You may say you're against diesels, but will you act against diesels by spending a few minutes filling out a web form to stop them invading a cycle route?
MJR, mostly pedalling 3-speed roadsters. KL+West Norfolk BUG incl social easy rides http://www.klwnbug.co.uk
All the above is CC-By-SA and no other implied copyright license to Cycle magazine.

Abradable Chin
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Re: Diesel - seriously thinking of giving up cycling

Postby Abradable Chin » 22 Nov 2016, 11:48am

kwackers wrote:Personally I hate the smell of traffic - petrol and diesel. I can't wait for electric and/or hydrogen to become mainstream.

I reckon the motorcar itself is responsible for much of society's degeneration by separating families, promoting individualism, and enabling crime. That and the home fridge-freezer.

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meic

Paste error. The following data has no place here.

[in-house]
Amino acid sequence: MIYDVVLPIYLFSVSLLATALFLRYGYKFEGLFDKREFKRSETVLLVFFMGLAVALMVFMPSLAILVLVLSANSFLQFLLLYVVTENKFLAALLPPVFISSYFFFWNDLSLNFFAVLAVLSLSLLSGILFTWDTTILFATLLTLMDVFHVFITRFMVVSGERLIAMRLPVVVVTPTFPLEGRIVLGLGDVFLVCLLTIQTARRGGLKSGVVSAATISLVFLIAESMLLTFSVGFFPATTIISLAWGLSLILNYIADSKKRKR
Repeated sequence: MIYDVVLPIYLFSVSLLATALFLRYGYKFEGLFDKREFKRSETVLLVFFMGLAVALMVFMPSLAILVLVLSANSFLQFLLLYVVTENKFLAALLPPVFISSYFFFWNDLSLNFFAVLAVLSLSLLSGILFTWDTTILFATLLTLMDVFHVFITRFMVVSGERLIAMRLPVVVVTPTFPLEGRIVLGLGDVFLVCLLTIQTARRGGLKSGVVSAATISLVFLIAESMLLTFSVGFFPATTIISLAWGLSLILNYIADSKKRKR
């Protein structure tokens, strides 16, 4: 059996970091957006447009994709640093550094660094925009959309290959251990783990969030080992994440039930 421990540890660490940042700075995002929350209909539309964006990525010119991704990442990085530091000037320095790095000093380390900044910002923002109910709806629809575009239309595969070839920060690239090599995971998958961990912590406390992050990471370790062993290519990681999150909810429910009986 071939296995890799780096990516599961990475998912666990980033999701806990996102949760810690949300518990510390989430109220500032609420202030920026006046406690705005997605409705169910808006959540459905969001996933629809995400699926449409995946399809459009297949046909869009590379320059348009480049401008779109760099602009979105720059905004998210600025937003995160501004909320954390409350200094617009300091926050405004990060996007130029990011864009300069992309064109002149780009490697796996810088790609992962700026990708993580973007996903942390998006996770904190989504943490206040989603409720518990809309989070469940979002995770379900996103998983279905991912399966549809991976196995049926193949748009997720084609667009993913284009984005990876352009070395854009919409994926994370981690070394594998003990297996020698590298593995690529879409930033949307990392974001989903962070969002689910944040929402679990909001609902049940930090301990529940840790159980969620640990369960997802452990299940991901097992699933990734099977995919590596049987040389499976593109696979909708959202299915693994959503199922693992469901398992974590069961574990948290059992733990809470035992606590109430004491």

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Re: Diesel - seriously thinking of giving up cycling

Postby meic » 22 Nov 2016, 12:00pm

That and the home fridge-freezer.

Without the fridge-freezer I would have to go shopping three times as often, which is a hilly eighteen mile ride (or more likely diesel drive as I am lazy). So more fuel usage.

On the other hand without all the domestic fridge freezers we might still have a (diesel powered) milkman and local purveyor of fresh foods.
Yma o Hyd

Abradable Chin
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Re: Diesel - seriously thinking of giving up cycling

Postby Abradable Chin » 22 Nov 2016, 12:17pm

reohn2 wrote:cold diesels will push out more fumes.